How missing the World Cup could benefit the USA

The United States missing the 2018 World Cup could be a blessing in disguise.

Photo via DoDLive

The United States missing the 2018 World Cup could be a blessing in disguise.

Ethan Knauth, Writer

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The United States Men’s National Soccer Team committed a monumental disaster recently when failing to qualify for the 2018 edition of the World Cup in Russia. Blame was deservedly placed on the now former head coach, Bruce Arena, but this catastrophe could actually be a blessing in disguise.

The Americans will not be playing in Russia next summer after failing to qualify for the World Cup for the first time since 1986. With other countries like Italy, Chile and the Netherlands also failing to qualify, the landscape of soccer in the world is changing.

With quality teams failing to punch their ticket to Russia, more youthful and inspired teams like Denmark and Iceland will be playing there instead. The US must adjust to this trend and offer up playing time to new, younger players seeking to make their mark on the national team if they’re serious about making it back in 2022.

Why is it OK for the US to trot out older players, when we can give the youth a chance to play?”

— Ethan Knauth

Historically, failures in a qualifying campaign have been followed by years of success, a recent example being France. In 2012, the French national team was in ruins after a failed attempt to qualify for the European Championships. Qualifying for this regional competition is undoubtedly easier than qualifying for the World Cup. After a coaching change, France quickly gained momentum, mostly on the backs of talented youth, and recently placed second in the 2016 edition of the Euros. In the 2018 World Cup, the French team is deservedly one of the favorites to win.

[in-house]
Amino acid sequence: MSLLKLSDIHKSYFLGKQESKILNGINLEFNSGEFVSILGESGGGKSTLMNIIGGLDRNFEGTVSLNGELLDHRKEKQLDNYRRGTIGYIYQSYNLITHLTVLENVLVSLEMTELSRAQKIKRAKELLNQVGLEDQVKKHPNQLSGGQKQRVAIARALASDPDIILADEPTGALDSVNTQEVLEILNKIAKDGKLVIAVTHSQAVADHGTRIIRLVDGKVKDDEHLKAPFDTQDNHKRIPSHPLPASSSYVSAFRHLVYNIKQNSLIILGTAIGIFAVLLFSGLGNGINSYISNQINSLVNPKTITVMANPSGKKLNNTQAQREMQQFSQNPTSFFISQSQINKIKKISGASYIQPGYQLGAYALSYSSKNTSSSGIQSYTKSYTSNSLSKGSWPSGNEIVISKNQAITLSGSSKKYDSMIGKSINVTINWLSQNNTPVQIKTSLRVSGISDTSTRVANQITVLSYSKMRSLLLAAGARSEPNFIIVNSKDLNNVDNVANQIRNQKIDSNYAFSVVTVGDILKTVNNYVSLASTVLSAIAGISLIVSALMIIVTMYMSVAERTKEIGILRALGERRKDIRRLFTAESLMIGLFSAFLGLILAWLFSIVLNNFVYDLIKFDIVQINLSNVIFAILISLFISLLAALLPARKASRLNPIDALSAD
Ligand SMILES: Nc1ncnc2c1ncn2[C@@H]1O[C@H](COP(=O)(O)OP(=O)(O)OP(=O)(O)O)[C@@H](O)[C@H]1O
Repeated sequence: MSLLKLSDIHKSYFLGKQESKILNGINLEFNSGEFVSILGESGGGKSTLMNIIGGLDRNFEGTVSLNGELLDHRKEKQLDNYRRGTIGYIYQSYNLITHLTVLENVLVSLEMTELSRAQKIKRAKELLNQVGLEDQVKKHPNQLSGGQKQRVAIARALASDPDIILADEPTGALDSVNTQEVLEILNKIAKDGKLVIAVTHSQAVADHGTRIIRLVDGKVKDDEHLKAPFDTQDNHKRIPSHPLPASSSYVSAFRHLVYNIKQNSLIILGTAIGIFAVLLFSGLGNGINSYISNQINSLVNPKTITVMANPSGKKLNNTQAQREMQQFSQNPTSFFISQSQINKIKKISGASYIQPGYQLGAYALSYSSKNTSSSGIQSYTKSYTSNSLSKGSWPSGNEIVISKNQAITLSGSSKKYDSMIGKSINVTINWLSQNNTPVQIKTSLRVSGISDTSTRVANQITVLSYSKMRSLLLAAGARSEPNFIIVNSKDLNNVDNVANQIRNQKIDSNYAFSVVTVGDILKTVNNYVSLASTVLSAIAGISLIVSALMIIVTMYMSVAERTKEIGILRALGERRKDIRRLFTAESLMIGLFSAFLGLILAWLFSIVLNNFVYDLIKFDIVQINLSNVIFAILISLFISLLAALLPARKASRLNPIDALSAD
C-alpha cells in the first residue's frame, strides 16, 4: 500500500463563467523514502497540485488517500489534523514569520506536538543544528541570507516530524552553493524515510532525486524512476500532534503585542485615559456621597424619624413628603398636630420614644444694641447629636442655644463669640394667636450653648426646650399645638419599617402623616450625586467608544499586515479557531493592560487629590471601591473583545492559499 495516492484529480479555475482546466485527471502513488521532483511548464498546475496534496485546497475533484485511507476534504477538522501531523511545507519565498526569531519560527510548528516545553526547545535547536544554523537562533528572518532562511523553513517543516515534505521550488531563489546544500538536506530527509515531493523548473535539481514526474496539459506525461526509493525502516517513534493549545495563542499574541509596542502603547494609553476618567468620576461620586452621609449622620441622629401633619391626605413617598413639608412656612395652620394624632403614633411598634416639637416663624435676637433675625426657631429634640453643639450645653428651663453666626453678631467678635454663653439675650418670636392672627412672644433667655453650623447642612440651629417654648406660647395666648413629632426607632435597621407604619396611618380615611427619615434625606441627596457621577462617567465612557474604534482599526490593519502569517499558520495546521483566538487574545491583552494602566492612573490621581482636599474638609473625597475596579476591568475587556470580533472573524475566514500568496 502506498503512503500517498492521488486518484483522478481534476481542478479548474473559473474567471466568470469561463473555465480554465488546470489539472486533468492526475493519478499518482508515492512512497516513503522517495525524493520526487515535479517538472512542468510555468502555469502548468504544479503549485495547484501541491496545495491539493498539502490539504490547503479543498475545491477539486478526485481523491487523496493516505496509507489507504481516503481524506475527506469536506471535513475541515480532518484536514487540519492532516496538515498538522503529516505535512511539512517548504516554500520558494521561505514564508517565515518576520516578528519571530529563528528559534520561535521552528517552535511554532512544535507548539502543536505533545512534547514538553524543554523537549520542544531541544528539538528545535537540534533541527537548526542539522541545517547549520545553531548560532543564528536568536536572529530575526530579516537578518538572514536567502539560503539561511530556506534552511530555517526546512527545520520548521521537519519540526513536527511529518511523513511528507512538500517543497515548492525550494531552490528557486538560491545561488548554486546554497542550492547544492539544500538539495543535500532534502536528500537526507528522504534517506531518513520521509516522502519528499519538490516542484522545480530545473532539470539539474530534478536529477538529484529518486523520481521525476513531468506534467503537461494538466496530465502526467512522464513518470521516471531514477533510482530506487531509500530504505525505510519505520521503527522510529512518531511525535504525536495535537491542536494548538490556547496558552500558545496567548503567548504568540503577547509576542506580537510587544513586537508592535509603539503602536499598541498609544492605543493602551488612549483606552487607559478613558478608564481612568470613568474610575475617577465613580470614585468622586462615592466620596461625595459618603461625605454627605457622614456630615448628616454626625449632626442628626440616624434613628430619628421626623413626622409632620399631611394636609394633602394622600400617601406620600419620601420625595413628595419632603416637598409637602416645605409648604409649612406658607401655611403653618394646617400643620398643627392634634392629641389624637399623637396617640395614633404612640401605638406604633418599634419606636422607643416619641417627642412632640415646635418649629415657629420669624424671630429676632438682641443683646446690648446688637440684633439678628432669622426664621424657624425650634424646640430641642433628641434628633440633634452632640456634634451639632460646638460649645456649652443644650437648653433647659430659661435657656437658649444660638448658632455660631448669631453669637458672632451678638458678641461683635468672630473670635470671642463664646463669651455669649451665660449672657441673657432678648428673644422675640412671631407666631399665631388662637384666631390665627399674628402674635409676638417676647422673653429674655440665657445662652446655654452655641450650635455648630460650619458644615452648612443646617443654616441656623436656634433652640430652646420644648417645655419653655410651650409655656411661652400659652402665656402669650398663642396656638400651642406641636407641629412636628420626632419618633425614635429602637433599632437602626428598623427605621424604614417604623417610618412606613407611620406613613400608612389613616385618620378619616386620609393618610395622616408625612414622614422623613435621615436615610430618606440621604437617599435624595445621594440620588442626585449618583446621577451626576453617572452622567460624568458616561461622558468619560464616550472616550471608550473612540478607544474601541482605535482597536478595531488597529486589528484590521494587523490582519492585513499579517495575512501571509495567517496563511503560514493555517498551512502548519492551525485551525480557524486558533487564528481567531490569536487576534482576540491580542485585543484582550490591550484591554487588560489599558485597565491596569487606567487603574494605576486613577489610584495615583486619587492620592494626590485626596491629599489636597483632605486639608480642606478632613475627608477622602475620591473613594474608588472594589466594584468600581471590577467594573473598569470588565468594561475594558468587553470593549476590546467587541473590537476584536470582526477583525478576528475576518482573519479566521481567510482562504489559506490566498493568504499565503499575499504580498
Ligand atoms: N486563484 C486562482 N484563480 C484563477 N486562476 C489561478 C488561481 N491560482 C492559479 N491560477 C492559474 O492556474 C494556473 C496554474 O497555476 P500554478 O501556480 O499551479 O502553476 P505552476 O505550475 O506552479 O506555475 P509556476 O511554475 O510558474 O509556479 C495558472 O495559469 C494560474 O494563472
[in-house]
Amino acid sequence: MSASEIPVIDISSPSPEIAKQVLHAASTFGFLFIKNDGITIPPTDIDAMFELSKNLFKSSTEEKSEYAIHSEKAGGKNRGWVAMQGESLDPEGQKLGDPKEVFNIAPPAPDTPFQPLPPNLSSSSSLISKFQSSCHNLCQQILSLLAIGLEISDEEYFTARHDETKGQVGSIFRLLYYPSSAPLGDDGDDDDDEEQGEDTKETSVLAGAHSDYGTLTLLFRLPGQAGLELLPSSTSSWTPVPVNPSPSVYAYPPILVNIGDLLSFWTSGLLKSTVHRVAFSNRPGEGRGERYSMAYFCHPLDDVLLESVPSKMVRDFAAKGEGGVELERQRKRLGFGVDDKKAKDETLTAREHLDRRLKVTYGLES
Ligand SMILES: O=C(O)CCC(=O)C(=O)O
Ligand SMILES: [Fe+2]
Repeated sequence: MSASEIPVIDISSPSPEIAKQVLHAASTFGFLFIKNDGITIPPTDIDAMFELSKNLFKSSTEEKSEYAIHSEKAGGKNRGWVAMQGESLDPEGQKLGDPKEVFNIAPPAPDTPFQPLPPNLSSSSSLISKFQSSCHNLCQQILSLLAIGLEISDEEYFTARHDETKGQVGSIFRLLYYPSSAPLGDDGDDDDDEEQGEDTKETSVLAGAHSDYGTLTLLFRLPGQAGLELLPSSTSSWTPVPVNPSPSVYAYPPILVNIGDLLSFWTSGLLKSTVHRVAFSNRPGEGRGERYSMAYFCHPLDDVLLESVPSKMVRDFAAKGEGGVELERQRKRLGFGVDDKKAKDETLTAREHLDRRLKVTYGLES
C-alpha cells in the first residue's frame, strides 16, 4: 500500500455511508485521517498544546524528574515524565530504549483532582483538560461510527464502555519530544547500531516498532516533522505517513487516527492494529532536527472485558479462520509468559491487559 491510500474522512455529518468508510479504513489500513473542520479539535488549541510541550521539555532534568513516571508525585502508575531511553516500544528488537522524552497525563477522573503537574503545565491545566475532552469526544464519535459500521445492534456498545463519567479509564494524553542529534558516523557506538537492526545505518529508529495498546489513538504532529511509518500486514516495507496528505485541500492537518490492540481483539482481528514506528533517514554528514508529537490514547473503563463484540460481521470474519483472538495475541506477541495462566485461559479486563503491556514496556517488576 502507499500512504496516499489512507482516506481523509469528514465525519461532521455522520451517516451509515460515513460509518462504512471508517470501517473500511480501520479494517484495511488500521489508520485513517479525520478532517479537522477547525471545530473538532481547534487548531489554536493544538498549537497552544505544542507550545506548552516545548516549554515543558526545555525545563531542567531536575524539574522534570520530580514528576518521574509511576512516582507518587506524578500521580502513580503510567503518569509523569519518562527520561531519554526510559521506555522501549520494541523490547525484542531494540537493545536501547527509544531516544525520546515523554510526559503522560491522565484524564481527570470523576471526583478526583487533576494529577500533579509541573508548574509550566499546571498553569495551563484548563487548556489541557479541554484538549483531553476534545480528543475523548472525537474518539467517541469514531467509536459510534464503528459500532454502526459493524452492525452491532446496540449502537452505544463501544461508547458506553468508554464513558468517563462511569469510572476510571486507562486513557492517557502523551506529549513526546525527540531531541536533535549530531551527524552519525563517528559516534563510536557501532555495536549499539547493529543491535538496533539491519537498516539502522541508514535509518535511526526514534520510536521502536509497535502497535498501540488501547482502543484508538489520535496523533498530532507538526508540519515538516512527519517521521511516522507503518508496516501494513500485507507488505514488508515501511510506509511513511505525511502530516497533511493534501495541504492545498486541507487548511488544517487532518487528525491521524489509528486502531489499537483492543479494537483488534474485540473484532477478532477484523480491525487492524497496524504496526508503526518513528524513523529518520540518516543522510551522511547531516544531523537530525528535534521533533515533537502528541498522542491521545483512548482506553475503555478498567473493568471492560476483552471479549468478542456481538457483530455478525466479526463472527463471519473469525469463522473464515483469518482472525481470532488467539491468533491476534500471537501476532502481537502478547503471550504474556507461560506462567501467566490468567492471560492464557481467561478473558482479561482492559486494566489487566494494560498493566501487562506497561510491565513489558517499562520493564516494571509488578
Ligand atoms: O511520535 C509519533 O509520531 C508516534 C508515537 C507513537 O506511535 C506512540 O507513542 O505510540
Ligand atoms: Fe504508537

Obviously, France has a stronger talent pool than the US, but America could fix their soccer woes with a stern reevaluation of their program.

As the country looks to hire a new coach, he or she must be willing to play younger, less-experienced players. The U.S. has long since used players who have overdone their stay on the national team. Guys like Tim Howard, Jermaine Jones and DeMarcus Beasley have served their time for the Red, White and Blue.

The fans should be outraged. Why is it OK for the US to trot out older players, when we can give the youth a chance to play? The new coach must have the guts to let younger generations play on the national stage. The team’s results may suffer at first, but the US can only truly progress if the youth are entrusted with the national team’s future. Things needs to change, and the new coach must provide the answer.